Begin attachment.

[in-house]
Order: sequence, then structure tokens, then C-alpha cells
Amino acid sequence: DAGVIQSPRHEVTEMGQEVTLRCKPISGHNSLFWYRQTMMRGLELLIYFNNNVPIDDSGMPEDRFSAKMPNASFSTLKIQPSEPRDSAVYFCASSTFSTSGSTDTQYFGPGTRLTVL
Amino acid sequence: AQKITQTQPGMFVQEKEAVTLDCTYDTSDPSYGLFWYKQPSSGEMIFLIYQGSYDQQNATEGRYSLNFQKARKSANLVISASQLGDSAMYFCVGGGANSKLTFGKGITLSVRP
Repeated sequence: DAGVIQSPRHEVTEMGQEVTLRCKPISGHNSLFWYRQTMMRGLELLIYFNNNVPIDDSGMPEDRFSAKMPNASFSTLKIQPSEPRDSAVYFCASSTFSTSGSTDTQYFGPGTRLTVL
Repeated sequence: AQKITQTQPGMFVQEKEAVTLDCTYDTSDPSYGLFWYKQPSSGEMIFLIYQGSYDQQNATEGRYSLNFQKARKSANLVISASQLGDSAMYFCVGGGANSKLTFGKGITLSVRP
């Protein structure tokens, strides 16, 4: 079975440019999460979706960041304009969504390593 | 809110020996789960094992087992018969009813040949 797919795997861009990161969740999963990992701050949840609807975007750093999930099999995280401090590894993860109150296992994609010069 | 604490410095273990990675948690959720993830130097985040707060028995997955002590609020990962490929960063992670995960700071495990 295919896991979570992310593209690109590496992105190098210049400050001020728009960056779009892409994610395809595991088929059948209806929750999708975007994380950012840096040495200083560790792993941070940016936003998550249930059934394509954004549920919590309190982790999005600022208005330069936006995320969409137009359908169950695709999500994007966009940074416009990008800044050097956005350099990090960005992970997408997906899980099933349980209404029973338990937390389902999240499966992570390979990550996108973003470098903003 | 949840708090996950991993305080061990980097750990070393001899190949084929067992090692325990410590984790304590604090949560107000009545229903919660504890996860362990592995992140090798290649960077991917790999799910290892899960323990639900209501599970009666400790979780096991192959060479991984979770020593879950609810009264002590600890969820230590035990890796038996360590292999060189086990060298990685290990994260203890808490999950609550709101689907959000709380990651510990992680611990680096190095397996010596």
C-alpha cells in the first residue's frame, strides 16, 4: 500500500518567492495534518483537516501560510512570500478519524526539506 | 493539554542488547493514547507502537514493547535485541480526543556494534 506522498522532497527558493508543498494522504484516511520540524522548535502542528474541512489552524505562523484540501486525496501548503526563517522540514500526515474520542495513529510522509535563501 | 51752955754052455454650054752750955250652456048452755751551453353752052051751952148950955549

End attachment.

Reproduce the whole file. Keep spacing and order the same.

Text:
[in-house]
Order: sequence, then structure tokens, then C-alpha cells
Amino acid sequence: DAGVIQSPRHEVTEMGQEVTLRCKPISGHNSLFWYRQTMMRGLELLIYFNNNVPIDDSGMPEDRFSAKMPNASFSTLKIQPSEPRDSAVYFCASSTFSTSGSTDTQYFGPGTRLTVL
Amino acid sequence: AQKITQTQPGMFVQEKEAVTLDCTYDTSDPSYGLFWYKQPSSGEMIFLIYQGSYDQQNATEGRYSLNFQKARKSANLVISASQLGDSAMYFCVGGGANSKLTFGKGITLSVRP
Repeated sequence: DAGVIQSPRHEVTEMGQEVTLRCKPISGHNSLFWYRQTMMRGLELLIYFNNNVPIDDSGMPEDRFSAKMPNASFSTLKIQPSEPRDSAVYFCASSTFSTSGSTDTQYFGPGTRLTVL
Repeated sequence: AQKITQTQPGMFVQEKEAVTLDCTYDTSDPSYGLFWYKQPSSGEMIFLIYQGSYDQQNATEGRYSLNFQKARKSANLVISASQLGDSAMYFCVGGGANSKLTFGKGITLSVRP
């Protein structure tokens, strides 16, 4: 079975440019999460979706960041304009969504390593 | 809110020996789960094992087992018969009813040949 797919795997861009990161969740999963990992701050949840609807975007750093999930099999995280401090590894993860109150296992994609010069 | 604490410095273990990675948690959720993830130097985040707060028995997955002590609020990962490929960063992670995960700071495990 295919896991979570992310593209690109590496992105190098210049400050001020728009960056779009892409994610395809595991088929059948209806929750999708975007994380950012840096040495200083560790792993941070940016936003998550249930059934394509954004549920919590309190982790999005600022208005330069936006995320969409137009359908169950695709999500994007966009940074416009990008800044050097956005350099990090960005992970997408997906899980099933349980209404029973338990937390389902999240499966992570390979990550996108973003470098903003 | 949840708090996950991993305080061990980097750990070393001899190949084929067992090692325990410590984790304590604090949560107000009545229903919660504890996860362990592995992140090798290649960077991917790999799910290892899960323990639900209501599970009666400790979780096991192959060479991984979770020593879950609810009264002590600890969820230590035990890796038996360590292999060189086990060298990685290990994260203890808490999950609550709101689907959000709380990651510990992680611990680096190095397996010596």
C-alpha cells in the first residue's frame, strides 16, 4: 500500500518567492495534518483537516501560510512570500478519524526539506 | 493539554542488547493514547507502537514493547535485541480526543556494534 506522498522532497527558493508543498494522504484516511520540524522548535502542528474541512489552524505562523484540501486525496501548503526563517522540514500526515474520542495513529510522509535563501 | 51752955754052455454650054752750955250652456048452755751551453353752052051751952148950955549